President Biden last Friday gave U.S. Health and Human Services Secretary Xavier Becerra 45 days to deliver a plan “to combat excessive pricing of prescription drugs.” Becerra’s deadline is Aug. 23.
Biden included drug pricing directives in a far-ranging July 9 executive order aimed at boosting competitiveness in the U.S. economy. In addition to recommending how to fight excessive drug prices, Biden wants Becerra’s plan to address how to “enhance domestic pharmaceutical supply chains, to reduce the prices paid by the federal government for such drugs, and to address the recurrent problem of price gouging.”
Becerra will submit his report jointly to Susan Rice, the Assistant to the President for Domestic Policy and Director of the Domestic Policy Council, and to Brian Deese, Director of the National Economic Council. The executive order tapped Deese to lead a new White House Competition Council.
Regarding prescription drugs, Biden’s executive order also:
- directs the Food and Drug Administration (FDA) to work with states and tribes to safely import prescription drugs from Canada
- directs HHS to increase support for generic and biosimilar drugs
- encourages the Federal Trade Commission (FTC) to ban “pay for delay” agreements, in which brand-name drug manufacturers pay generic manufacturers to stay out of the market.
“What we’ve seen over the past few decades is less competition and more concentration that holds our economy back,” Biden said upon signing his executive order. “We see it in big agriculture, in big tech, in big pharma. The list goes on.”
“Take prescription drugs: Just a handful of companies control the market for many vital medicines, giving them leverage over everyone else to charge whatever they want,” he continued. “As a result, Americans pay two and a half times more for prescription drugs than in any other leading country. And nearly one in four Americans struggles to afford their medication.”
In addition to addressing the high cost of prescription drugs, the executive order calls upon Becerra to look into the President’s belief that hospital mergers and consolidation in the health insurance industry hurts consumers and how to address the matter.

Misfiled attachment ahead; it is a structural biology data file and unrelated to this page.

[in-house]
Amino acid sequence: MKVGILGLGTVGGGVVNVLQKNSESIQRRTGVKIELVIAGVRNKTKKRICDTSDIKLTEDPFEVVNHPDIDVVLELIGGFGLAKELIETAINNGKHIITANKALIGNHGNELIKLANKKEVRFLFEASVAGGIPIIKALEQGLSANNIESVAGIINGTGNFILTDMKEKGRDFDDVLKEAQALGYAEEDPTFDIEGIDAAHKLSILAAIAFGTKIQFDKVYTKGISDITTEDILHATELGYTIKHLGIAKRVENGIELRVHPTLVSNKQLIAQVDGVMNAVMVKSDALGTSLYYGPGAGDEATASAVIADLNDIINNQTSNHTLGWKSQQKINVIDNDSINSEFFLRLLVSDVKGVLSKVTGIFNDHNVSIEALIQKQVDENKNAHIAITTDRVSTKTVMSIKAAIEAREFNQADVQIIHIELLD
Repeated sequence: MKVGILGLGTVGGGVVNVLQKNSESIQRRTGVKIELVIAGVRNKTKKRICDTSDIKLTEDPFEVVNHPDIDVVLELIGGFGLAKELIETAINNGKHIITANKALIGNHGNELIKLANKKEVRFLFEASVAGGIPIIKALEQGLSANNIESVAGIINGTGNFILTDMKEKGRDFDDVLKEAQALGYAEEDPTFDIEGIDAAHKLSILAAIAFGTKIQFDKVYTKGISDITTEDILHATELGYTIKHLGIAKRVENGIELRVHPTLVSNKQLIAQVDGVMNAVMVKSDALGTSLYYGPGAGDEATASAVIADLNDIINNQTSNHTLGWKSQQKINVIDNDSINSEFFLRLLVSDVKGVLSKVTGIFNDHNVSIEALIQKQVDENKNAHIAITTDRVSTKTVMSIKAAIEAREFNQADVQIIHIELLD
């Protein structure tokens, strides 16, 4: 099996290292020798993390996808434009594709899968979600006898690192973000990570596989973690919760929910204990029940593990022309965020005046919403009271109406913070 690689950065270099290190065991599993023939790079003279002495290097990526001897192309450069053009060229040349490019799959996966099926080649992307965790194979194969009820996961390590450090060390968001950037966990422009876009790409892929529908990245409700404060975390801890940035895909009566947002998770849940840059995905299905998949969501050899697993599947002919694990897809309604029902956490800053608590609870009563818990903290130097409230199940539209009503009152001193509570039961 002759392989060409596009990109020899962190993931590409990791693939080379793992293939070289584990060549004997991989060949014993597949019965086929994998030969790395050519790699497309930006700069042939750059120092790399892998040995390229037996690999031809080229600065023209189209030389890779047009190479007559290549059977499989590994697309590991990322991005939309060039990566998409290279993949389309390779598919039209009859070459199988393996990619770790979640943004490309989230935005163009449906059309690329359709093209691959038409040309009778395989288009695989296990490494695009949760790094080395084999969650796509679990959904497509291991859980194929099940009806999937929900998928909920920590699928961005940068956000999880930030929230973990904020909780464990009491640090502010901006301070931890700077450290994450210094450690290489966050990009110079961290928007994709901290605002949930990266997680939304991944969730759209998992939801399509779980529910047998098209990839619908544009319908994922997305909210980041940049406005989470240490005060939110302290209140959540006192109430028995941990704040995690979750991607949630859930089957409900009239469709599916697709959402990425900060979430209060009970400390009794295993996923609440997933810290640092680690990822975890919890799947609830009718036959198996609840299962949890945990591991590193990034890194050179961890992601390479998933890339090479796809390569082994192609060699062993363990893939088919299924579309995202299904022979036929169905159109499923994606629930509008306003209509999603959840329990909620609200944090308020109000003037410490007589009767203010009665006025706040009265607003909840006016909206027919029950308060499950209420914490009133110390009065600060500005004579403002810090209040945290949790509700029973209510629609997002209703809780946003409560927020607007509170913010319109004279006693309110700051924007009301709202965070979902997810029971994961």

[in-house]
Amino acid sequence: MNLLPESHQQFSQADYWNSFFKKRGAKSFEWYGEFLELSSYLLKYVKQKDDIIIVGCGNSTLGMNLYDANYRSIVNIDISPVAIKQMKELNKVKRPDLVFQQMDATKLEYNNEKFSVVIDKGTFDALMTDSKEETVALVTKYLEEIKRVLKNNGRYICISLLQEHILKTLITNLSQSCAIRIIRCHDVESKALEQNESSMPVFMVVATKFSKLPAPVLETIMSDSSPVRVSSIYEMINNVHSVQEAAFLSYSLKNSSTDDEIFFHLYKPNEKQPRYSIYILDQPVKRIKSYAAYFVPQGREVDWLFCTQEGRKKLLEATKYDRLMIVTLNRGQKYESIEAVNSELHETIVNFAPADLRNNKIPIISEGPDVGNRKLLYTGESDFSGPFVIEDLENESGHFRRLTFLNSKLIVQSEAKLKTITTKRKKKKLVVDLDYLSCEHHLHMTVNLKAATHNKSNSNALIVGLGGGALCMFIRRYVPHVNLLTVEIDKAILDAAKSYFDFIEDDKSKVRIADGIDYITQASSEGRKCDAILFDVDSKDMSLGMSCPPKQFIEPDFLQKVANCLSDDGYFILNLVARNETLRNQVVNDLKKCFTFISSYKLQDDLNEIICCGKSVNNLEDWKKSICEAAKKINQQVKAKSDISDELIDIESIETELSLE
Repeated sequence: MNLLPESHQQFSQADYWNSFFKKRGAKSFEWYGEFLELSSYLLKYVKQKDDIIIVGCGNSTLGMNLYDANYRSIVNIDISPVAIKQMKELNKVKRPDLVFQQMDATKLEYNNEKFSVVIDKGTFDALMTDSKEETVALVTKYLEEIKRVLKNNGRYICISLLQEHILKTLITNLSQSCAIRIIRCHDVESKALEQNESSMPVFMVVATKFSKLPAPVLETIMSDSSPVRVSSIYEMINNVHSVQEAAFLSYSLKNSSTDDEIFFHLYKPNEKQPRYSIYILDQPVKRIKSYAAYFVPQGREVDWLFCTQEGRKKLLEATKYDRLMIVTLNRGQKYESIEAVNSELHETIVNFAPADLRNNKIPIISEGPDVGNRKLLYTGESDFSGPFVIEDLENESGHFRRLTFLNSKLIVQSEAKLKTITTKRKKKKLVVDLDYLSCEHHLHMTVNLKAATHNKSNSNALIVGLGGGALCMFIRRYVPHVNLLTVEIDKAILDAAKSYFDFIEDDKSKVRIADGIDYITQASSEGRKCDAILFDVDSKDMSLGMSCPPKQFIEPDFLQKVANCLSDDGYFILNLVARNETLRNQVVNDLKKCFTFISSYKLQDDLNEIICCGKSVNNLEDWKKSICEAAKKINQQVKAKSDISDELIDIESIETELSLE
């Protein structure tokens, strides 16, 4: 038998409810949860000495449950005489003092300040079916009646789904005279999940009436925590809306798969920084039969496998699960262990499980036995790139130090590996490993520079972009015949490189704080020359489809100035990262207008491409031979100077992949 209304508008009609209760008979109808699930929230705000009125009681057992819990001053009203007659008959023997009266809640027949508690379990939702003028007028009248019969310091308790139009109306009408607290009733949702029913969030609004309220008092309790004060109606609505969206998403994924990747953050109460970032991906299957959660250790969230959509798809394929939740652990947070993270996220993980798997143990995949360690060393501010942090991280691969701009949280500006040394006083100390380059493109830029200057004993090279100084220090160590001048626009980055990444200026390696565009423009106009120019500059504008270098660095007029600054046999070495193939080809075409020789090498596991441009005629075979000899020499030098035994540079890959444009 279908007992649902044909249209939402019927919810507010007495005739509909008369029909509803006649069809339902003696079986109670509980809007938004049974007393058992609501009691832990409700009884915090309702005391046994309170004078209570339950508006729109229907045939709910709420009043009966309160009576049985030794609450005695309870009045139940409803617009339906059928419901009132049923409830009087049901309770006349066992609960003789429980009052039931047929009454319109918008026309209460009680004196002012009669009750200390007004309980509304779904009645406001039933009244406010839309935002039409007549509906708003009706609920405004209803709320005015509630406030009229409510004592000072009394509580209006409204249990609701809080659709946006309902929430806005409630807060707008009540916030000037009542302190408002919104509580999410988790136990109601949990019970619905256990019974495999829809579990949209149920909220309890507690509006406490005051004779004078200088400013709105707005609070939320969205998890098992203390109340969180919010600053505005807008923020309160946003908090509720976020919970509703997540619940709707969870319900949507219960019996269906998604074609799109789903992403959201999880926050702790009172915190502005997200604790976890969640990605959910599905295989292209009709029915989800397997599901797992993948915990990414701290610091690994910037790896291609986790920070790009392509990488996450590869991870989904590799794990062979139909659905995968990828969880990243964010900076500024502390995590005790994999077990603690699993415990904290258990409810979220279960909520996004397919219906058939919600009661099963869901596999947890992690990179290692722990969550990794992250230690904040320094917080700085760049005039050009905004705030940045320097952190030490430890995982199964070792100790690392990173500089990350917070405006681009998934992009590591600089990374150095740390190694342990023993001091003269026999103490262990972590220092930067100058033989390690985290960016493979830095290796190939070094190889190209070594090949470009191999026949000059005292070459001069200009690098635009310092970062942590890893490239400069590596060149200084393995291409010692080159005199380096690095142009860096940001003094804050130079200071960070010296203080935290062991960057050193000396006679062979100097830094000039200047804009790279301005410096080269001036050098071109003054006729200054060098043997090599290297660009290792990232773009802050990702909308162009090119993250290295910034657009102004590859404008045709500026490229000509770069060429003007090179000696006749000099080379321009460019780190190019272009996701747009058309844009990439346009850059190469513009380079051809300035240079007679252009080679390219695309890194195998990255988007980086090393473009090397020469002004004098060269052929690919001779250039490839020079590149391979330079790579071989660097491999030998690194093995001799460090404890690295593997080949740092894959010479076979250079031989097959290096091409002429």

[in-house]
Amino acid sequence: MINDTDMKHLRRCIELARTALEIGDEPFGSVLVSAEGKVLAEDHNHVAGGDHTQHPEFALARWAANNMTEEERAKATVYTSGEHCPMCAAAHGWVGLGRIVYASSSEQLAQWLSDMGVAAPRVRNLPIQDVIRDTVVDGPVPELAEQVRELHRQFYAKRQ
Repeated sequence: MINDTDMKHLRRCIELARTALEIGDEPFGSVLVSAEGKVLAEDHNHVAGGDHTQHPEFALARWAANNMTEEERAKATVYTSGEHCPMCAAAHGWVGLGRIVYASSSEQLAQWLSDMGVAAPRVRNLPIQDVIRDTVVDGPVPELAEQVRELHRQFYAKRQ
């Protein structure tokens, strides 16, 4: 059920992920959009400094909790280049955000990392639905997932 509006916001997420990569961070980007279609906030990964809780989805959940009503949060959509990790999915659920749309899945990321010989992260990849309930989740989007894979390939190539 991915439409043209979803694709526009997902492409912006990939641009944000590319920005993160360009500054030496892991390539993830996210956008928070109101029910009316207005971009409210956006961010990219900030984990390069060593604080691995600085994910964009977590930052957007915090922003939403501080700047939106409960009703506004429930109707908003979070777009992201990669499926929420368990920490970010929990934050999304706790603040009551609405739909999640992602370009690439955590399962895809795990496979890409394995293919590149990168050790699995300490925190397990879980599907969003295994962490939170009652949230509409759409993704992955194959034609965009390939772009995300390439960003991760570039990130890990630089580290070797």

340B Noticeably Absent
It is not known whether Becerra’s plan will address the 340B drug pricing program. In May 2018, the Trump administration issued a “blueprint to lower drug prices and reduce out-of-pocket costs.” 340B “reform” was a central component of Trump’s blueprint. It said 340B discounts “may have created additional pressure on manufacturers to increase list price.” The document posed a series of questions that suggested the administration favored narrowing the 340B definition of patient, and taking additional steps to prevent duplicate discounts in Medicaid “and other programs.” Former HHS Secretary Alex Azar, who was a long-time Eli Lilly executive, was not shy in calling for a major 340B overhaul throughout his four-year tenure.
Although Trump’s blueprint did not address reducing Medicare Part B reimbursement for hospitals’ 340B-purchased drugs, CMS began doing so in 2018. An HHS report issued 100 days after Trump’s blueprint came out cited CMS’s action as an example of the administration fulfilling its pledge to lower patients’ out-of-pocket costs for medicines.
Earlier this month, the U.S. Supreme Court agreed to review a federal appeals court’s July 2020 ruling upholding the legality of CMS’s nearly 30% reduction in 340B hospitals’ Part B drug reimbursement.